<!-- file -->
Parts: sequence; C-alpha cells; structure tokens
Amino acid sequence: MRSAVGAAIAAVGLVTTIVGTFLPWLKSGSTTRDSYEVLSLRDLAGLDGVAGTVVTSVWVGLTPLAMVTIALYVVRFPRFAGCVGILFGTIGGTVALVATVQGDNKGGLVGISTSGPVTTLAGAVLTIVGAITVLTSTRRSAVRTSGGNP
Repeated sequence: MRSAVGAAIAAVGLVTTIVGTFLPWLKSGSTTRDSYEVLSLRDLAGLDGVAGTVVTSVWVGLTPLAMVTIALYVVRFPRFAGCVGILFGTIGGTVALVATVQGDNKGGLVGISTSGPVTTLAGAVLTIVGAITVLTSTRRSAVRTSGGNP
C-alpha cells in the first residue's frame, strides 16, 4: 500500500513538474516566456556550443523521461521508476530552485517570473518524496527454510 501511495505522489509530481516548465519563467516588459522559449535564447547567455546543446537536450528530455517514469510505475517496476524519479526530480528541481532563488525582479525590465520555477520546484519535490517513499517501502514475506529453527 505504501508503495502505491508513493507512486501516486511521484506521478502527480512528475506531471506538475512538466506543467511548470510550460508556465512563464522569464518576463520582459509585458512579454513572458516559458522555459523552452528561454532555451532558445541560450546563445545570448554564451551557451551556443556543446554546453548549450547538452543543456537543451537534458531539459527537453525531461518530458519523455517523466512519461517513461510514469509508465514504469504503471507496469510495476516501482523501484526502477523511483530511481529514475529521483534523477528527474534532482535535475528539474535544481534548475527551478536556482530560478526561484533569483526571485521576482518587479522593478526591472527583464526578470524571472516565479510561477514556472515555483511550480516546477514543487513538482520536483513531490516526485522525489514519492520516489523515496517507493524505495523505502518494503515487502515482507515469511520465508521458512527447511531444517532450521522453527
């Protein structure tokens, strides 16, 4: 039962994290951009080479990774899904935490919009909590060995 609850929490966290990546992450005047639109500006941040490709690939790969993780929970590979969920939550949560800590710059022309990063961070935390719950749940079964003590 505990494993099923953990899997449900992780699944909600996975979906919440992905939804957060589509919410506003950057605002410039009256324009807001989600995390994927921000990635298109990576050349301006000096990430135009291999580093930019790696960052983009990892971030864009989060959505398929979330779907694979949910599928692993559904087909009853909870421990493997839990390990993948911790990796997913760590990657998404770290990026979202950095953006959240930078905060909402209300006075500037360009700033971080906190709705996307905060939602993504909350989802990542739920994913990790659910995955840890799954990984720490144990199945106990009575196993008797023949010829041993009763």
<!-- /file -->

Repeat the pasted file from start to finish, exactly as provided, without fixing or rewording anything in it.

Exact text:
Parts: sequence; C-alpha cells; structure tokens
Amino acid sequence: MRSAVGAAIAAVGLVTTIVGTFLPWLKSGSTTRDSYEVLSLRDLAGLDGVAGTVVTSVWVGLTPLAMVTIALYVVRFPRFAGCVGILFGTIGGTVALVATVQGDNKGGLVGISTSGPVTTLAGAVLTIVGAITVLTSTRRSAVRTSGGNP
Repeated sequence: MRSAVGAAIAAVGLVTTIVGTFLPWLKSGSTTRDSYEVLSLRDLAGLDGVAGTVVTSVWVGLTPLAMVTIALYVVRFPRFAGCVGILFGTIGGTVALVATVQGDNKGGLVGISTSGPVTTLAGAVLTIVGAITVLTSTRRSAVRTSGGNP
C-alpha cells in the first residue's frame, strides 16, 4: 500500500513538474516566456556550443523521461521508476530552485517570473518524496527454510 501511495505522489509530481516548465519563467516588459522559449535564447547567455546543446537536450528530455517514469510505475517496476524519479526530480528541481532563488525582479525590465520555477520546484519535490517513499517501502514475506529453527 505504501508503495502505491508513493507512486501516486511521484506521478502527480512528475506531471506538475512538466506543467511548470510550460508556465512563464522569464518576463520582459509585458512579454513572458516559458522555459523552452528561454532555451532558445541560450546563445545570448554564451551557451551556443556543446554546453548549450547538452543543456537543451537534458531539459527537453525531461518530458519523455517523466512519461517513461510514469509508465514504469504503471507496469510495476516501482523501484526502477523511483530511481529514475529521483534523477528527474534532482535535475528539474535544481534548475527551478536556482530560478526561484533569483526571485521576482518587479522593478526591472527583464526578470524571472516565479510561477514556472515555483511550480516546477514543487513538482520536483513531490516526485522525489514519492520516489523515496517507493524505495523505502518494503515487502515482507515469511520465508521458512527447511531444517532450521522453527
């Protein structure tokens, strides 16, 4: 039962994290951009080479990774899904935490919009909590060995 609850929490966290990546992450005047639109500006941040490709690939790969993780929970590979969920939550949560800590710059022309990063961070935390719950749940079964003590 505990494993099923953990899997449900992780699944909600996975979906919440992905939804957060589509919410506003950057605002410039009256324009807001989600995390994927921000990635298109990576050349301006000096990430135009291999580093930019790696960052983009990892971030864009989060959505398929979330779907694979949910599928692993559904087909009853909870421990493997839990390990993948911790990796997913760590990657998404770290990026979202950095953006959240930078905060909402209300006075500037360009700033971080906190709705996307905060939602993504909350989802990542739920994913990790659910995955840890799954990984720490144990199945106990009575196993008797023949010829041993009763």